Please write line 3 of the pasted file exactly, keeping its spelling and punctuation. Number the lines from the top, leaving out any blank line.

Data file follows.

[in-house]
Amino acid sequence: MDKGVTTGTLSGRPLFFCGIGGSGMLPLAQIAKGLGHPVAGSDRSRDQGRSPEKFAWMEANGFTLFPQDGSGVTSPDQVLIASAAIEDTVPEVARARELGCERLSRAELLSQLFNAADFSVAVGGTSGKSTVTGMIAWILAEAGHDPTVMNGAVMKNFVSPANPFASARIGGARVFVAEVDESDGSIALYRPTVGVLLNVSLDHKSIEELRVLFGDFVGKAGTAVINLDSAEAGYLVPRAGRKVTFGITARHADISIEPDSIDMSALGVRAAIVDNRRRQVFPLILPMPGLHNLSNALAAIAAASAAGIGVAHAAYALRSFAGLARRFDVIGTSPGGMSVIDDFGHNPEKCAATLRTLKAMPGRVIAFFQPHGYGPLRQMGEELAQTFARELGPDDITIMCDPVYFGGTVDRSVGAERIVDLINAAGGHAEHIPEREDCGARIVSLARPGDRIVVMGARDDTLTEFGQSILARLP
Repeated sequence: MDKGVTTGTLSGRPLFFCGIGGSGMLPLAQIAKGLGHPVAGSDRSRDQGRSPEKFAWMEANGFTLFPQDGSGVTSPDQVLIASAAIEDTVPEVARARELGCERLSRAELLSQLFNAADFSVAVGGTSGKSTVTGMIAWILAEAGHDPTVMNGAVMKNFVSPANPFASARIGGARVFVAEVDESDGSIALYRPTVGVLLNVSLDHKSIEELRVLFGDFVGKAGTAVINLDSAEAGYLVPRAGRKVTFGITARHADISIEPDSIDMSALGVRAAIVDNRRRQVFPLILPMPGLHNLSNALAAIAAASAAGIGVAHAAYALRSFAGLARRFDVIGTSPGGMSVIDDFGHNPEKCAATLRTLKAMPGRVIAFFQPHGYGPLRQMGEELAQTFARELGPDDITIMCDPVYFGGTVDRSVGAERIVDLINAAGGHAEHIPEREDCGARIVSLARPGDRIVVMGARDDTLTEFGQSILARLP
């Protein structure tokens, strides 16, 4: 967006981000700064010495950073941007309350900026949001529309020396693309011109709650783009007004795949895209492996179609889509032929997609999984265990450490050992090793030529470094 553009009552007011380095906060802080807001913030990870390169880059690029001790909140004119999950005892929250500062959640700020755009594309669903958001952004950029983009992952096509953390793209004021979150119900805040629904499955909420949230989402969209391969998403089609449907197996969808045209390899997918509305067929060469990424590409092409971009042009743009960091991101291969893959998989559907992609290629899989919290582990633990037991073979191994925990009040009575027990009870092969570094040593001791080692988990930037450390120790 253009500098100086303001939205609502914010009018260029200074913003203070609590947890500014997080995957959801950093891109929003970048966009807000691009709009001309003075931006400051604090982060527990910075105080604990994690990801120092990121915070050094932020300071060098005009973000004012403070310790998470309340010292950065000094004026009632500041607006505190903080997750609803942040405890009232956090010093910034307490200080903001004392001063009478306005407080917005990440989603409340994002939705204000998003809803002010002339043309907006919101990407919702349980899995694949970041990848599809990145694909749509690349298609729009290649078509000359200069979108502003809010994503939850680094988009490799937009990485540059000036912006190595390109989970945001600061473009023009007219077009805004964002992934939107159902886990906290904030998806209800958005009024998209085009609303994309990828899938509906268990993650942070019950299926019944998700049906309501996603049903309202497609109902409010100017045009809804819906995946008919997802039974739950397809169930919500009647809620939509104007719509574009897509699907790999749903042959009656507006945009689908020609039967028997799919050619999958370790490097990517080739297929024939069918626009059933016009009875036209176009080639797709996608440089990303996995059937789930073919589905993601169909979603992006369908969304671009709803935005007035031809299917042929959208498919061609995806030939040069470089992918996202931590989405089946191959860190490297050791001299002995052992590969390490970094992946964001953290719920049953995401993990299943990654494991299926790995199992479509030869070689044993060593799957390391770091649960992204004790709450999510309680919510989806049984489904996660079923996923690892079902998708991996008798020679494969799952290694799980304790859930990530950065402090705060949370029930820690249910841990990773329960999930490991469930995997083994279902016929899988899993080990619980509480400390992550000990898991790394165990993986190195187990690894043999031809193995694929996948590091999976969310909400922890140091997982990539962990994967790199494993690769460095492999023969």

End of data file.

Repeated sequence: MDKGVTTGTLSGRPLFFCGIGGSGMLPLAQIAKGLGHPVAGSDRSRDQGRSPEKFAWMEANGFTLFPQDGSGVTSPDQVLIASAAIEDTVPEVARARELGCERLSRAELLSQLFNAADFSVAVGGTSGKSTVTGMIAWILAEAGHDPTVMNGAVMKNFVSPANPFASARIGGARVFVAEVDESDGSIALYRPTVGVLLNVSLDHKSIEELRVLFGDFVGKAGTAVINLDSAEAGYLVPRAGRKVTFGITARHADISIEPDSIDMSALGVRAAIVDNRRRQVFPLILPMPGLHNLSNALAAIAAASAAGIGVAHAAYALRSFAGLARRFDVIGTSPGGMSVIDDFGHNPEKCAATLRTLKAMPGRVIAFFQPHGYGPLRQMGEELAQTFARELGPDDITIMCDPVYFGGTVDRSVGAERIVDLINAAGGHAEHIPEREDCGARIVSLARPGDRIVVMGARDDTLTEFGQSILARLP